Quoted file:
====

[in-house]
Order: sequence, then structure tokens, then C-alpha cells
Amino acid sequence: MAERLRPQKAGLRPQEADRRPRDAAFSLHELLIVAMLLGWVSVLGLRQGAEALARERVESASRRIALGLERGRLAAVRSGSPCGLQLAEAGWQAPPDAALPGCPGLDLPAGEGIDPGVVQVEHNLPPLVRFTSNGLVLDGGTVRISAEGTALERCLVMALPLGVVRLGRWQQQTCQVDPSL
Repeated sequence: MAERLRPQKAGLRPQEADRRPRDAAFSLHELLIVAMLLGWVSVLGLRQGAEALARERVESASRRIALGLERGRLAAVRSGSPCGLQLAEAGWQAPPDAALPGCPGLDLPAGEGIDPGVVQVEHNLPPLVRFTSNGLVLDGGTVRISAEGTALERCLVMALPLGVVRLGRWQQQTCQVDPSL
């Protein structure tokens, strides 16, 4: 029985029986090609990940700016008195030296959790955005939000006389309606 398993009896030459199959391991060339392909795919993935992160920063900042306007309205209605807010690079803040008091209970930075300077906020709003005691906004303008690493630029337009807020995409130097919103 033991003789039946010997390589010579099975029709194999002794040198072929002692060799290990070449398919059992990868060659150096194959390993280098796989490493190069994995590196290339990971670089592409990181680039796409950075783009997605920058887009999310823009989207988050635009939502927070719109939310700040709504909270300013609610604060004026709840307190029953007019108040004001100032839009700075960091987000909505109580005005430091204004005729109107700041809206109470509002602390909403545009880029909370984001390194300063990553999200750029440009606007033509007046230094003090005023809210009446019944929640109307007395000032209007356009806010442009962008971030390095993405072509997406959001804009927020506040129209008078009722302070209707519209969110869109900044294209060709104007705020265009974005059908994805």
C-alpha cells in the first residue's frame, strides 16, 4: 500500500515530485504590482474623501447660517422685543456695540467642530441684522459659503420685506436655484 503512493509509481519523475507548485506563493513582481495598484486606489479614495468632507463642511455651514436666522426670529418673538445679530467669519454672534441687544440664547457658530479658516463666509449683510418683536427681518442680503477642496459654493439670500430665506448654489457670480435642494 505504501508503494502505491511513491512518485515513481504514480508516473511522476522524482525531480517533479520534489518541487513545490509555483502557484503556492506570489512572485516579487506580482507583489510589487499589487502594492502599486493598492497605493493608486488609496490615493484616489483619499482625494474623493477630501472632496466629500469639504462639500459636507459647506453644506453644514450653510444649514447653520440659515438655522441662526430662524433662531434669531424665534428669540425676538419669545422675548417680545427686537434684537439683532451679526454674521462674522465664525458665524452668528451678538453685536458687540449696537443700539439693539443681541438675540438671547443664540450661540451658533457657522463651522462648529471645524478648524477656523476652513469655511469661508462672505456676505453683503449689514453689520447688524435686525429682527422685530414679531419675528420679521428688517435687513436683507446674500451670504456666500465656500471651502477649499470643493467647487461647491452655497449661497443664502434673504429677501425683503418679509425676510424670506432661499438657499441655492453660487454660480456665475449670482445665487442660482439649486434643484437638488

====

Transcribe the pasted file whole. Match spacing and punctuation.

[in-house]
Order: sequence, then structure tokens, then C-alpha cells
Amino acid sequence: MAERLRPQKAGLRPQEADRRPRDAAFSLHELLIVAMLLGWVSVLGLRQGAEALARERVESASRRIALGLERGRLAAVRSGSPCGLQLAEAGWQAPPDAALPGCPGLDLPAGEGIDPGVVQVEHNLPPLVRFTSNGLVLDGGTVRISAEGTALERCLVMALPLGVVRLGRWQQQTCQVDPSL
Repeated sequence: MAERLRPQKAGLRPQEADRRPRDAAFSLHELLIVAMLLGWVSVLGLRQGAEALARERVESASRRIALGLERGRLAAVRSGSPCGLQLAEAGWQAPPDAALPGCPGLDLPAGEGIDPGVVQVEHNLPPLVRFTSNGLVLDGGTVRISAEGTALERCLVMALPLGVVRLGRWQQQTCQVDPSL
């Protein structure tokens, strides 16, 4: 029985029986090609990940700016008195030296959790955005939000006389309606 398993009896030459199959391991060339392909795919993935992160920063900042306007309205209605807010690079803040008091209970930075300077906020709003005691906004303008690493630029337009807020995409130097919103 033991003789039946010997390589010579099975029709194999002794040198072929002692060799290990070449398919059992990868060659150096194959390993280098796989490493190069994995590196290339990971670089592409990181680039796409950075783009997605920058887009999310823009989207988050635009939502927070719109939310700040709504909270300013609610604060004026709840307190029953007019108040004001100032839009700075960091987000909505109580005005430091204004005729109107700041809206109470509002602390909403545009880029909370984001390194300063990553999200750029440009606007033509007046230094003090005023809210009446019944929640109307007395000032209007356009806010442009962008971030390095993405072509997406959001804009927020506040129209008078009722302070209707519209969110869109900044294209060709104007705020265009974005059908994805």
C-alpha cells in the first residue's frame, strides 16, 4: 500500500515530485504590482474623501447660517422685543456695540467642530441684522459659503420685506436655484 503512493509509481519523475507548485506563493513582481495598484486606489479614495468632507463642511455651514436666522426670529418673538445679530467669519454672534441687544440664547457658530479658516463666509449683510418683536427681518442680503477642496459654493439670500430665506448654489457670480435642494 505504501508503494502505491511513491512518485515513481504514480508516473511522476522524482525531480517533479520534489518541487513545490509555483502557484503556492506570489512572485516579487506580482507583489510589487499589487502594492502599486493598492497605493493608486488609496490615493484616489483619499482625494474623493477630501472632496466629500469639504462639500459636507459647506453644506453644514450653510444649514447653520440659515438655522441662526430662524433662531434669531424665534428669540425676538419669545422675548417680545427686537434684537439683532451679526454674521462674522465664525458665524452668528451678538453685536458687540449696537443700539439693539443681541438675540438671547443664540450661540451658533457657522463651522462648529471645524478648524477656523476652513469655511469661508462672505456676505453683503449689514453689520447688524435686525429682527422685530414679531419675528420679521428688517435687513436683507446674500451670504456666500465656500471651502477649499470643493467647487461647491452655497449661497443664502434673504429677501425683503418679509425676510424670506432661499438657499441655492453660487454660480456665475449670482445665487442660482439649486434643484437638488